I started training Brazilian Jiu Jitsu with my best bud, Alex Henley, in 2010 under then-third degree black belt Ze Mario Esfiha in Austin, Texas.
In 2015, I started training at Aces Jiu Jitsu Club under Coach Mikal Abdullah.
After three years at Aces, I came back to Mario’s and Team Brasa.
My approach to rolling is cerebral and technical first, physical second. I take the thoughtful, methodical approach. I like to go hard and fast one or two days a week, and with a relaxed zen the rest of the time.
I play guard adequately, but usually just as a means to get on top. I prefer having side control or knee-on-belly over mount. I’m not a fan of back control unless it’s face-down (the Lobster Smash™).
Submission-wise, I love me some chokes. I’ve got a passable triangle and arm triangle, but I specialize in collar chokes.
I enjoy variety and experimentation. If my partner is willing, I like to play with wristlocks and leg attacks. I frequently find “new” (to me, anyway) positions and submissions by keeping it playful.
Being old, risk-averse, and noncompetitive, I tend not to spend a lot of time on throws and takedowns. Also, despite a background in kung fu, I have no interest in the striking arts that often complement BJJ, especially for MMA fighters.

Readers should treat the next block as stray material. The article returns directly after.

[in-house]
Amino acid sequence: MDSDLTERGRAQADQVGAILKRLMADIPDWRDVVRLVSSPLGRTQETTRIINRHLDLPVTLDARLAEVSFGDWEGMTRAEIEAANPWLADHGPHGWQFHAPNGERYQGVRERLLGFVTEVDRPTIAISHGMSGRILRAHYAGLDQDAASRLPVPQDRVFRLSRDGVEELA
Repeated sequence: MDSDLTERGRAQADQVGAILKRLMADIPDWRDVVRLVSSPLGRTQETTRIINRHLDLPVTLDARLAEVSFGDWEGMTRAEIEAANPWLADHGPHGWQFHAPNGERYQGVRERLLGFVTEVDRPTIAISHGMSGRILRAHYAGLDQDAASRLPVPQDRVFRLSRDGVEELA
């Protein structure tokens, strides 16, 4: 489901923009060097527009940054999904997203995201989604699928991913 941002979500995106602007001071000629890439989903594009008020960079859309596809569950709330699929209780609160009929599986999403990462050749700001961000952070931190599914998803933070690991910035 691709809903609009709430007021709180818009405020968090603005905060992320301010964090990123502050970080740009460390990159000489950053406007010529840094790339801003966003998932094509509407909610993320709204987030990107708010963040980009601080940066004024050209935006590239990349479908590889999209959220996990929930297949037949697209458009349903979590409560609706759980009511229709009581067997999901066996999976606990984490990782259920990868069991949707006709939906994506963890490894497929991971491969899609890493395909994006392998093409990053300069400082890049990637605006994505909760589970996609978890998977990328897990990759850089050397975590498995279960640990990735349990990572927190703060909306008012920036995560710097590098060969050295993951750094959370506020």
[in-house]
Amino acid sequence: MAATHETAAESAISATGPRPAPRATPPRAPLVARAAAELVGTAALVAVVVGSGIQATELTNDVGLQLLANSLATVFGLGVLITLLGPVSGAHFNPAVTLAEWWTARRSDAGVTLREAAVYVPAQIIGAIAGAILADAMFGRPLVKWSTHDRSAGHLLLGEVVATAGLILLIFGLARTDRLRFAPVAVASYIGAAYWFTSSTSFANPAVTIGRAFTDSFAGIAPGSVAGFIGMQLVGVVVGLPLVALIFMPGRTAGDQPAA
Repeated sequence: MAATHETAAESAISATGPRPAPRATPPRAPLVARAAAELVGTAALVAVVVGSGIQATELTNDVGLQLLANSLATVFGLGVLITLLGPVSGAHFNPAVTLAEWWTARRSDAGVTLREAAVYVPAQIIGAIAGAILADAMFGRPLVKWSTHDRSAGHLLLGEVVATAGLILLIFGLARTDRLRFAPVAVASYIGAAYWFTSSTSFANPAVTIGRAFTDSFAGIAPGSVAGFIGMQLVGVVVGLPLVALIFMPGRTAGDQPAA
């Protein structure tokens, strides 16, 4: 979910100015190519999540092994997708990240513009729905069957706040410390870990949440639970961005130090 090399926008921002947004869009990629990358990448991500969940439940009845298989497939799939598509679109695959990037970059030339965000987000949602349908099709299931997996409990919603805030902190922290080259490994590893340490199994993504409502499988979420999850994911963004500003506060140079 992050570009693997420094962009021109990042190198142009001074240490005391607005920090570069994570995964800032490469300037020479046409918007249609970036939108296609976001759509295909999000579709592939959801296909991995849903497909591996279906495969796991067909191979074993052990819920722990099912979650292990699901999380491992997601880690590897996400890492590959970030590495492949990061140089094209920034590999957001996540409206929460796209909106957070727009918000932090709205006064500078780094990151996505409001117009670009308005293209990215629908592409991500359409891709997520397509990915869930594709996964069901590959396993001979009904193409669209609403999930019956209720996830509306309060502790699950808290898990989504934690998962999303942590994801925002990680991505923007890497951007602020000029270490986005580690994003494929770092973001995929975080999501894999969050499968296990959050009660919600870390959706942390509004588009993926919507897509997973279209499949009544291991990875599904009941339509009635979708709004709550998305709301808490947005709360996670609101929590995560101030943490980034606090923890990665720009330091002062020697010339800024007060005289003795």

I love this art with a passion. I’m not an aggressive or competitive person, and my lifestyle doesn’t put me in self defense situations. So for me, it is all about fitness (mental and physical) and fun. I treat BJJ as a sport and a game. I don’t compete myself, although I have coached many of my teammates to victory. I’m also not as young as I used to be, so I focus a lot of my energy on training smart and preventing injury.
A Brief Bio
I was born in Dallas, but left as quickly as possible. Son of a linguistically talented businessman type, I moved frequently, spending most of my formative years in Europe. In 1994 I came back to Texas for college, ultimately earning Computer Science degrees from The University of Texas at Austin. While at UT, I met and married my wife, Renae, and made my first forays into the world of professional software engineering. Upon graduation, I did the dot-com thing for a few years, but the timing was poor (did you do the math?) and I did not become obscenely wealthy.
2003 was a big year for life-defining changes. I joined IBM; I started training kung fu at Shaolin-Do, from which I would eventually earn a black belt; and Renae and I started to procreate. Today, I still work at IBM, engineering server virtualization software for the cloud; Renae and I have four children; and Shaolin-Do gets credit for bringing together the components of my life that led me to start my BJJ journey.
Besides being a family man, martial artist, and software engineer, I am a musician of no great distinction. I play several instruments with a poor to mediocre level of skill, and used to sing lead for Thunderpony, an Austin-based indie rock quintet.